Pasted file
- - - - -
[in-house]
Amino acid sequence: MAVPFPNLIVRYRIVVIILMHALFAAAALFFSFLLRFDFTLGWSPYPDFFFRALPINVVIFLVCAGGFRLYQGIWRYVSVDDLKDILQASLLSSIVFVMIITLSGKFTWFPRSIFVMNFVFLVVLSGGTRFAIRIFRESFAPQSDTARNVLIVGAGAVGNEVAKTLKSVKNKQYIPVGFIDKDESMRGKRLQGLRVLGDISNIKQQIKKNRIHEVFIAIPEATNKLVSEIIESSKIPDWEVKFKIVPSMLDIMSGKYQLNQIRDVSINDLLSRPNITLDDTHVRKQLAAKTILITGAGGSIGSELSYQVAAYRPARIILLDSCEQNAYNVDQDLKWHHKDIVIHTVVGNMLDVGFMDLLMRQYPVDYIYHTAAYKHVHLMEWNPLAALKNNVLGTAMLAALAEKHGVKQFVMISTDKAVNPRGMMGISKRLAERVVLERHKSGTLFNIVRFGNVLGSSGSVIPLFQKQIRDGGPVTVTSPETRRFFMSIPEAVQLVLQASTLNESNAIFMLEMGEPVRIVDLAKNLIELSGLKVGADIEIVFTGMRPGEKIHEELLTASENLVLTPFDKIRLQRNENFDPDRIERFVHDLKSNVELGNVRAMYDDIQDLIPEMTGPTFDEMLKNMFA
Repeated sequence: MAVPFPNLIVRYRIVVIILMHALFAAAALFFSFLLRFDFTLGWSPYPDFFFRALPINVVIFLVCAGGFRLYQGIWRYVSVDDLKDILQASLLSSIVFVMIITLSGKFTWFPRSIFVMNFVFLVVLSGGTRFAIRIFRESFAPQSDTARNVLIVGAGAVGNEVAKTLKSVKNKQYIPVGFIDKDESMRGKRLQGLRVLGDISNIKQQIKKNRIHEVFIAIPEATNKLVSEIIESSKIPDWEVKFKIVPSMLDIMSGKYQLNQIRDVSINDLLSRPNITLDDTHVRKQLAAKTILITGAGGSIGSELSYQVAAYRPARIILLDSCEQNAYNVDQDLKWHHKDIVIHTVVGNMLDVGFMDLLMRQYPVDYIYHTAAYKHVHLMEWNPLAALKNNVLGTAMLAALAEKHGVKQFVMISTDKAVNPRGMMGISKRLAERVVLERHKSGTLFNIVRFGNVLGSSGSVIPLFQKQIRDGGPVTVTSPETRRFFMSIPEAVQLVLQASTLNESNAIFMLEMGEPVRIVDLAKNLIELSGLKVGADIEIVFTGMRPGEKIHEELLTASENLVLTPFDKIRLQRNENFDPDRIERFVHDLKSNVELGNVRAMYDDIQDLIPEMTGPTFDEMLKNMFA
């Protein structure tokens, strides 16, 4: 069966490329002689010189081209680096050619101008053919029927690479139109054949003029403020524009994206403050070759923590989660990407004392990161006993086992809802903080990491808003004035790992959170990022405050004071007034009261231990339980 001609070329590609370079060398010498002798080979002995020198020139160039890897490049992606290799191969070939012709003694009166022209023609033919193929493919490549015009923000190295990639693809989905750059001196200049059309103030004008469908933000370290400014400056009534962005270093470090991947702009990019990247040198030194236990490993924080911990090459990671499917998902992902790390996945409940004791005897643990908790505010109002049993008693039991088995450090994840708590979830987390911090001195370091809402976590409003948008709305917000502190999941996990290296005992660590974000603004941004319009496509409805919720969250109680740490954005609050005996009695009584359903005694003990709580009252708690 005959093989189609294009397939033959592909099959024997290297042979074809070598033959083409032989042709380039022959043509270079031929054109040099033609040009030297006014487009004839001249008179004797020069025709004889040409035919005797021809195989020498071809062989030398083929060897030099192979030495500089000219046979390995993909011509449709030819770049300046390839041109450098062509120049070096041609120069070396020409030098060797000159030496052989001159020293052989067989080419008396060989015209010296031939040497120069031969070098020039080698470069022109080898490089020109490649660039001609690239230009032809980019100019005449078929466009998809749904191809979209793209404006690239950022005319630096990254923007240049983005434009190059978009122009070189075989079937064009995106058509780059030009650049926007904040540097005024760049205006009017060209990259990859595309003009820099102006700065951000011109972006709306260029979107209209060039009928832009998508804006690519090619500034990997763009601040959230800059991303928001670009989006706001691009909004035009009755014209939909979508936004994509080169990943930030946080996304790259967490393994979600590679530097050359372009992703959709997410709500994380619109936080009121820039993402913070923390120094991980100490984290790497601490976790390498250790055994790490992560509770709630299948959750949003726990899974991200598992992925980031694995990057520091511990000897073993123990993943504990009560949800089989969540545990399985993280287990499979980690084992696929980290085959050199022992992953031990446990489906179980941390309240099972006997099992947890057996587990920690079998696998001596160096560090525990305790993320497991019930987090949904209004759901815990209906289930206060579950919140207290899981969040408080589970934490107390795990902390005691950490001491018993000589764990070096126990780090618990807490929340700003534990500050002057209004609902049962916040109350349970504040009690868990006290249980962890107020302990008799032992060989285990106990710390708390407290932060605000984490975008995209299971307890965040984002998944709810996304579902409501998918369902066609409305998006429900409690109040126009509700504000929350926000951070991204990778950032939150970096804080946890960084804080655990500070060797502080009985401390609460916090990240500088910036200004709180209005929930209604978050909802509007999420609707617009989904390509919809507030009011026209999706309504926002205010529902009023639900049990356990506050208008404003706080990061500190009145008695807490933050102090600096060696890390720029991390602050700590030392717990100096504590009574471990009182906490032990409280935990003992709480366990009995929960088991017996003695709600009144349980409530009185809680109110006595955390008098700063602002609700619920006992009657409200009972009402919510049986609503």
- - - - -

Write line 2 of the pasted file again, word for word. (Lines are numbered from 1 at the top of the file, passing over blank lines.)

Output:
Amino acid sequence: MAVPFPNLIVRYRIVVIILMHALFAAAALFFSFLLRFDFTLGWSPYPDFFFRALPINVVIFLVCAGGFRLYQGIWRYVSVDDLKDILQASLLSSIVFVMIITLSGKFTWFPRSIFVMNFVFLVVLSGGTRFAIRIFRESFAPQSDTARNVLIVGAGAVGNEVAKTLKSVKNKQYIPVGFIDKDESMRGKRLQGLRVLGDISNIKQQIKKNRIHEVFIAIPEATNKLVSEIIESSKIPDWEVKFKIVPSMLDIMSGKYQLNQIRDVSINDLLSRPNITLDDTHVRKQLAAKTILITGAGGSIGSELSYQVAAYRPARIILLDSCEQNAYNVDQDLKWHHKDIVIHTVVGNMLDVGFMDLLMRQYPVDYIYHTAAYKHVHLMEWNPLAALKNNVLGTAMLAALAEKHGVKQFVMISTDKAVNPRGMMGISKRLAERVVLERHKSGTLFNIVRFGNVLGSSGSVIPLFQKQIRDGGPVTVTSPETRRFFMSIPEAVQLVLQASTLNESNAIFMLEMGEPVRIVDLAKNLIELSGLKVGADIEIVFTGMRPGEKIHEELLTASENLVLTPFDKIRLQRNENFDPDRIERFVHDLKSNVELGNVRAMYDDIQDLIPEMTGPTFDEMLKNMFA